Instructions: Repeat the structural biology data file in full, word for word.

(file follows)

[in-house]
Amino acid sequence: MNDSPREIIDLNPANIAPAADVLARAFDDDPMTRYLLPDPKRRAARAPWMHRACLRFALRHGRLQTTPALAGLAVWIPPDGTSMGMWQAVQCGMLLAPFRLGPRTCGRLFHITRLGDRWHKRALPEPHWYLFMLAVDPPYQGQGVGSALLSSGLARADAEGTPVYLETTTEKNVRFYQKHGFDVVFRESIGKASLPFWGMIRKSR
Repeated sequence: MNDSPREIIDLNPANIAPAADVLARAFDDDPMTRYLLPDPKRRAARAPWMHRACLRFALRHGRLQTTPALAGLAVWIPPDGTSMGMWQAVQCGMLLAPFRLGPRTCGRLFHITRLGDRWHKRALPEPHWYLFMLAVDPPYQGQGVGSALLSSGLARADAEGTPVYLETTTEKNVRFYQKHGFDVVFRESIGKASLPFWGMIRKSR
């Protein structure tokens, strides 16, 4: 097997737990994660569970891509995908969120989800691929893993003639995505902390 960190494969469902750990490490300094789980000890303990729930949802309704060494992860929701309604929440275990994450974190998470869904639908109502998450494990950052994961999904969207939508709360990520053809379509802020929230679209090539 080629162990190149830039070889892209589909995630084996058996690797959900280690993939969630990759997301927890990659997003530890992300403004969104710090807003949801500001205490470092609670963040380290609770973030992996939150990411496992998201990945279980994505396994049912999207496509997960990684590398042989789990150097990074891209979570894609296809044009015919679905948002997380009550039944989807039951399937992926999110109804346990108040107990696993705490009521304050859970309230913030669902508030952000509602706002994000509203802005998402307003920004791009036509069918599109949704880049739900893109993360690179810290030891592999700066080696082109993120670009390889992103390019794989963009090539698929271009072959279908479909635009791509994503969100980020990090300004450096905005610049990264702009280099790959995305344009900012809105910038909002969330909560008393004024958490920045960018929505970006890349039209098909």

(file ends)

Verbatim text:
[in-house]
Amino acid sequence: MNDSPREIIDLNPANIAPAADVLARAFDDDPMTRYLLPDPKRRAARAPWMHRACLRFALRHGRLQTTPALAGLAVWIPPDGTSMGMWQAVQCGMLLAPFRLGPRTCGRLFHITRLGDRWHKRALPEPHWYLFMLAVDPPYQGQGVGSALLSSGLARADAEGTPVYLETTTEKNVRFYQKHGFDVVFRESIGKASLPFWGMIRKSR
Repeated sequence: MNDSPREIIDLNPANIAPAADVLARAFDDDPMTRYLLPDPKRRAARAPWMHRACLRFALRHGRLQTTPALAGLAVWIPPDGTSMGMWQAVQCGMLLAPFRLGPRTCGRLFHITRLGDRWHKRALPEPHWYLFMLAVDPPYQGQGVGSALLSSGLARADAEGTPVYLETTTEKNVRFYQKHGFDVVFRESIGKASLPFWGMIRKSR
């Protein structure tokens, strides 16, 4: 097997737990994660569970891509995908969120989800691929893993003639995505902390 960190494969469902750990490490300094789980000890303990729930949802309704060494992860929701309604929440275990994450974190998470869904639908109502998450494990950052994961999904969207939508709360990520053809379509802020929230679209090539 080629162990190149830039070889892209589909995630084996058996690797959900280690993939969630990759997301927890990659997003530890992300403004969104710090807003949801500001205490470092609670963040380290609770973030992996939150990411496992998201990945279980994505396994049912999207496509997960990684590398042989789990150097990074891209979570894609296809044009015919679905948002997380009550039944989807039951399937992926999110109804346990108040107990696993705490009521304050859970309230913030669902508030952000509602706002994000509203802005998402307003920004791009036509069918599109949704880049739900893109993360690179810290030891592999700066080696082109993120670009390889992103390019794989963009090539698929271009072959279908479909635009791509994503969100980020990090300004450096905005610049990264702009280099790959995305344009900012809105910038909002969330909560008393004024958490920045960018929505970006890349039209098909």